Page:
Sara Thomsen | Somewhere to Begin

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United States - Minnesota

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Folk: Singer/Songwriter Folk: Progressive Folk Moods: Solo Female Artist
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Somewhere to Begin

by Sara Thomsen

A collection of tough and tender songs about taking action, naming grief, honoring life’s passages, and when all seems lost—beginning again.
Genre: Folk: Singer/Songwriter
Release Date: 

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  Song Share Time Download
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1. Somewhere to Begin
4:37 $0.99
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2. The Ballad of Molly Ivins
4:09 $0.99
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3. Precious Water
3:40 $0.99
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4. Between the Clotheslines
3:55 $0.99
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5. The Good News
5:30 $0.99
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6. Oh Grandmother
3:03 $0.99
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7. Shattered Gardens
4:56 $0.99
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8. Address
1:26 $0.99
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9. Halabja
3:50 $0.99
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10. Is It for Freedom
4:34 $0.99
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11. Renaissance Woman
4:47 $0.99
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12. Amber Stone
5:30 $0.99
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13. The Heartbeat Drum
3:32 $0.99
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14. Anthem
4:06 $0.99
Downloads are available as MP3-320 files.

ABOUT THIS ALBUM


Album Notes
Singer-songwriter Sara Thomsen's 2014 release, Somewhere to Begin, is a collection of tough and tender songs about taking action, naming grief, celebrating and honoring life’s passages, and when all seems lost—beginning again. Sara Thomsen and Eric Swanson produced the CD which was recorded, mixed and mastered at Sacred Heart Studio in Duluth, MN.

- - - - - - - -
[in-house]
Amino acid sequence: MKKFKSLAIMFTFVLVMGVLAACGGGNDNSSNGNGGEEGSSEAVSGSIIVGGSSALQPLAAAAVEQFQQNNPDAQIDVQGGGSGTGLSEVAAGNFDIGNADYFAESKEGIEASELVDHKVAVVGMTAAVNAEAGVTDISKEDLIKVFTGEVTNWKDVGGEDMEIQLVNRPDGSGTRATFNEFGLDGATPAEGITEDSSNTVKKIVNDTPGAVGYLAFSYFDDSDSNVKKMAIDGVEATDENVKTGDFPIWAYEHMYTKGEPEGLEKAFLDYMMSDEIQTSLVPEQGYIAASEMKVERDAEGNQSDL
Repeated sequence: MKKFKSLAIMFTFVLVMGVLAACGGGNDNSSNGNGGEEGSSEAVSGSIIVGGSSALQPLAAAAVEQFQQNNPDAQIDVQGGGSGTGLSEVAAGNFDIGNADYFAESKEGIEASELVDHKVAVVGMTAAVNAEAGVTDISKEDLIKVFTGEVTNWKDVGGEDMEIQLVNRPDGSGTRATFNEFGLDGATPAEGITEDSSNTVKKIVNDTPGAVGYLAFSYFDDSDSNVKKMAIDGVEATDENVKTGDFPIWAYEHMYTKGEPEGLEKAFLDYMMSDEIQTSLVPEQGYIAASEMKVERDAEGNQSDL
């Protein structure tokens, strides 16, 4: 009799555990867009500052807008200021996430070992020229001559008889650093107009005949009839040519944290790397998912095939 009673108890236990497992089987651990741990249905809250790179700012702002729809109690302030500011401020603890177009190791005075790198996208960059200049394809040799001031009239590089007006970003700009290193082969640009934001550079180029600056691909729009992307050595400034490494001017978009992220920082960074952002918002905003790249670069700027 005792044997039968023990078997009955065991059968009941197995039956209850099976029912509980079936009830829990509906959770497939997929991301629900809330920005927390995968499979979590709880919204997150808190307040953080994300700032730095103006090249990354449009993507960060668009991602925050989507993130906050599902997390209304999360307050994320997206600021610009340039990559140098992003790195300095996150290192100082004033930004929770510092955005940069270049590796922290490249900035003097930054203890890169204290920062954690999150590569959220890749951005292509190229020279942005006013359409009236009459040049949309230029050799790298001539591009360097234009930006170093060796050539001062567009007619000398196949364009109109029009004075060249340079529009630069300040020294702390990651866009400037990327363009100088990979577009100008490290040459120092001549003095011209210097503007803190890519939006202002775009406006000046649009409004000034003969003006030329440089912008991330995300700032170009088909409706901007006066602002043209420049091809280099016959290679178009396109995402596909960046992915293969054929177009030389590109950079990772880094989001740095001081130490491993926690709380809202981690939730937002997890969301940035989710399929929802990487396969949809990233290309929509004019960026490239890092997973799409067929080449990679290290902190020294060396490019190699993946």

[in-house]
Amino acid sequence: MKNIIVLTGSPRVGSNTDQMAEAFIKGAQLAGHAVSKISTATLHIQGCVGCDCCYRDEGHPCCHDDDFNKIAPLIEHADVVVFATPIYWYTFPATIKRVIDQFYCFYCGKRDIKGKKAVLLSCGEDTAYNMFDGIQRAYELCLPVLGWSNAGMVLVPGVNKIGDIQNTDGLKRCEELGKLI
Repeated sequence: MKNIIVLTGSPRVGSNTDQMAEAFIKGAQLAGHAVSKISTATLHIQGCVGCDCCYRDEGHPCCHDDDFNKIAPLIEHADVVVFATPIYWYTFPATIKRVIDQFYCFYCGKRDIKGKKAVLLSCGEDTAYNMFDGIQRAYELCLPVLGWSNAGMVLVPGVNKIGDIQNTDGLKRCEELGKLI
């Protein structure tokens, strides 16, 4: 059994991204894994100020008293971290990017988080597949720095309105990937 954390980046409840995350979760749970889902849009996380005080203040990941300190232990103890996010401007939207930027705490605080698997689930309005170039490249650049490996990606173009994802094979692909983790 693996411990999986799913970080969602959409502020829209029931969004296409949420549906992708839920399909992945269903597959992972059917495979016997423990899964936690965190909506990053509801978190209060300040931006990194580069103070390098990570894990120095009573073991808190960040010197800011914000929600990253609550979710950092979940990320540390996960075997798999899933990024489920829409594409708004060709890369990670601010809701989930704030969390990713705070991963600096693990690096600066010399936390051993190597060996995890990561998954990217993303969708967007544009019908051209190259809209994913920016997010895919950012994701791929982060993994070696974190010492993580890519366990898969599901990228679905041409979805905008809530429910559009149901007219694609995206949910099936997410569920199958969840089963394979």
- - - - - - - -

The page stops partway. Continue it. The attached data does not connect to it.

“The kind of music she’s making is well-crafted, sung beautifully, and recorded immaculately, and she exudes competence and sincerity,” states the Duluth News Tribune review. “Fans of Joan Baez and Peter, Paul and Mary might want to check this out.”

The title track, “Somewhere to Begin,” is a cover of the late T.R. Ritchie song. “How can you sing in times like these?” the lyrics question, and answer in reply, “If changes are to come, there are things that must be done, and a song is somewhere to begin.”

The album includes the bluesy “Ballad of Molly Ivins,” a tribute to the late Texas journalist; the country waltz “Between the Clotheslines,” celebrating the right to dry clothes in the open air; the rocking “Precious Waters” --recipient of a Woody Guthrie Songwriting Award--penned in protest of a proposed copper mine in northern Minnesota; the Celtic “Shattered Gardens;” on the grief of losing someone to war.

Thomsen based the song “Halabja” on a poem by Kurdish poet Hamid Qaladzaye, whom she met while leading a friendship singing delegation in Iraqi Kurdistan. The poem and song are about the chemical weapons attack on Halabja, an act of genocide that killed over 5,000 Kurds (March 16, 1988).

You’ll also find “Amber Stone,” Thomsen’s nostalgic ode to her Danish immigrant grandfather, and “Renaissance Woman,” a rock and roll tribute to Thomsen’s mother-in-law, co-written with Thomsen’s partner Paula Pedersen. Thomsen composed “The Heartbeat Drum” as a lullaby “for all children, everywhere.” “Oh Grandmother” is a plaintive call to the ancestors.

While Thomsen delves into difficult topics, the music and lyrics combine to create an overall sense of hope, healing, possibility, and playfulness. “Y’all need to have more fun an celebration,” she sings in her tribute “Ballad of Molly Ivins.” “It’s a long, hard road, don’t you forget to have fun.”

Besides Thomsen on vocals and guitar, musicians include Ryan Frane on piano; Gene Koshinski on percussion; John Thorene on bass; Erin Aldridge on violin; Rachel Nelson on violin, Josh Aerie on cello; Dan Westerlund on percussion, Lance Rhicard on banjo and dobro; Paula Pedersen on vocals.

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Reviews


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Marty Meyer-Gad

Great for Car Ride
Somewhere to Begin accompanied us on a trip to Canada and back. Excellent listening. Sara sings Anthem better than Leonard Cohen.
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